Code: [Select]
{20*12+L₆+2}ʳe4

Is using Rect( to draw straight horizontal/vertical lines faster than Line( ?

Definitely. Here are the results I got for vertical lines. Also note the 3 bytes saved in the Rect() arguments with some nice hl "abuses." :P
  • Line(A,0,A,63): ~6132 cycles
  • Rect(A,0,+1,-2): ~3354 cycles

The results are even more profound for horizontal lines. Also, 1 byte saved in the Rect() arguments.
  • Line(0,A,95,A): 9809 cycles
  • Rect(0,A,-1,+2): 2579 cycles

But if you really want a blazingly fast horizontal line drawer in pure Axe, use the following. It has a check to make sure that the y-value is valid, and if so, the whole process of calling the routine, checking the y-value, and drawing the line takes only 497 cycles. You would call it with something like Ysub(HL). Also, note the trick employed to check that the y-value is less than 64. That saves a few bytes and cycles over a normal comparison by utilizing the fact that we want a value precisely in the 6-bit range. By simply resetting these 6 bits and leaving any other bits unchanged, any 6-bit values will become zero and any out of range values will become nonzero, resulting in easy checking.
Code: [Select]
Lbl HL
  →r₆
  ReturnIf and b11000000
  ᴇFFFF→{r₆*12+L₆}ʳ
  Fill(,10)
Return
« Last Edit: February 14, 2011, 01:32:16 am by Runer112 »

Offline NinjaKnight

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Re: The Optimization Compilation
« Reply #80 on: February 14, 2011, 10:28:17 pm »
 O.O That's a saving of OVER 9000 CYCLES!
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Offline squidgetx

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Re: The Optimization Compilation
« Reply #81 on: February 16, 2011, 07:19:08 am »
Here's something really cool I found out yesterday:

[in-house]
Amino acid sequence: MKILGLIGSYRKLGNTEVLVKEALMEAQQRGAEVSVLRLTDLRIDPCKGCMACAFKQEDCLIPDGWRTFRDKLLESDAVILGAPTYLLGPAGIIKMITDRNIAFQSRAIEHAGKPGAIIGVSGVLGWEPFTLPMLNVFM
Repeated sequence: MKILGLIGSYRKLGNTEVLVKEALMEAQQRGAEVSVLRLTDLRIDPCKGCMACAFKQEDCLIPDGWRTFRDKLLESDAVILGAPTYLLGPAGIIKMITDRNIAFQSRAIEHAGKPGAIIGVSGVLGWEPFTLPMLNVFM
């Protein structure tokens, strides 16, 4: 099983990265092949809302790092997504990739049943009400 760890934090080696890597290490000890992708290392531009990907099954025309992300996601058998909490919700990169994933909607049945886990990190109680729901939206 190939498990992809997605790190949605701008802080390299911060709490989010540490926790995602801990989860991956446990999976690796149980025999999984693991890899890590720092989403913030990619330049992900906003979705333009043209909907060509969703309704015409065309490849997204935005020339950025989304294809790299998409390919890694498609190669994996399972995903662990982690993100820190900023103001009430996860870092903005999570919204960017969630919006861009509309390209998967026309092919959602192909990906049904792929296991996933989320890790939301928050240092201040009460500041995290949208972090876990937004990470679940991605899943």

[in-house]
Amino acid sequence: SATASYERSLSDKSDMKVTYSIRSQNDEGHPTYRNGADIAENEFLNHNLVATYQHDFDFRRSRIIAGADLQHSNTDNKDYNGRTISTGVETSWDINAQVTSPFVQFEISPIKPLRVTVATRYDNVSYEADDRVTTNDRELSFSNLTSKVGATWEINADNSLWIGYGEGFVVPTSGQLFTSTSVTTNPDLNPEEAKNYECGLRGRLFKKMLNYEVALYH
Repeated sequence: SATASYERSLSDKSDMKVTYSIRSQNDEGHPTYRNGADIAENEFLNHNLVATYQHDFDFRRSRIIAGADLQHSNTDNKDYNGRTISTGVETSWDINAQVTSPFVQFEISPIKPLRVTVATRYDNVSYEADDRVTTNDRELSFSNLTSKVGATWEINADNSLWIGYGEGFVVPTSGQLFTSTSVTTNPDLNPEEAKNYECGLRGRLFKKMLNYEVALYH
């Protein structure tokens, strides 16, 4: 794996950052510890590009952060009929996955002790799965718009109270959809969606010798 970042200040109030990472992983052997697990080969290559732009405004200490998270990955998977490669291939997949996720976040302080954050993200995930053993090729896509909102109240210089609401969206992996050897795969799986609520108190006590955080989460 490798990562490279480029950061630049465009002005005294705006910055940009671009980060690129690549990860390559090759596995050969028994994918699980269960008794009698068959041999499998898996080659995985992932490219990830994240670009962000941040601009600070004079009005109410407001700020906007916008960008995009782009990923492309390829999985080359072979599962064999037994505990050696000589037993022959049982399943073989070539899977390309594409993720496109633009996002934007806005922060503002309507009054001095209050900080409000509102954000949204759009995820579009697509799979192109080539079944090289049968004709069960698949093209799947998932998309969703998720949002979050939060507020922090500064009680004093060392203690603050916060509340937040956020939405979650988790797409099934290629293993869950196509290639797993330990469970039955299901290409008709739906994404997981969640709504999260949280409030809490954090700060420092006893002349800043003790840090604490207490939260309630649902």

DispGraphr  is faster than DispGraph. By more than 10000 cycles, too. It varies from calc to calc, but on mine its a full 15000 cycles faster O.o This means that if you're making a monochrome game, and you're not using the backbuffer....(at the cost of around 15 bytes or so) you can make a
saving of OVER 9000 CYCLES!
« Last Edit: February 16, 2011, 07:19:27 am by squidgetx »

Offline Deep Toaster

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Re: The Optimization Compilation
« Reply #82 on: February 16, 2011, 09:26:08 am »
Here's something really cool I found out yesterday:
DispGraphr  is faster than DispGraph. By more than 10000 cycles, too. It varies from calc to calc, but on mine its a full 15000 cycles faster O.o This means that if you're making a monochrome game, and you're not using the backbuffer....(at the cost of around 15 bytes or so) you can make a
saving of OVER 9000 CYCLES!

Wait ... what? How did that work O.o




Offline Happybobjr

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Re: The Optimization Compilation
« Reply #83 on: February 16, 2011, 10:01:25 am »
Here's something really cool I found out yesterday:
DispGraphr  is faster than DispGraph. By more than 10000 cycles, too. It varies from calc to calc, but on mine its a full 15000 cycles faster O.o This means that if you're making a monochrome game, and you're not using the backbuffer....(at the cost of around 15 bytes or so) you can make a
saving of OVER 9000 CYCLES!

how? that's weird
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Offline Runer112

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Re: The Optimization Compilation
« Reply #84 on: February 16, 2011, 01:21:46 pm »
I see you've been reading up on my Commands documentation, eh squidgetx? Yeah, that's an interesting thing I discovered when speed testing the display commands. On calculators like mine with the old, "good" screen drivers, the screen driver delay seems to be pretty low and constant from calculator to calculator. DispGraph could run just as fast or faster than DispGraphr on these calculators. However, due to inconsistencies with the screen drivers in newer units, the routine may run too fast for the driver on some calculators, causing display problems, so Quigibo had to add a portion of code to pause the routine until the driver says it is ready. However, this pause itself adds some overhead time, making the routine slower.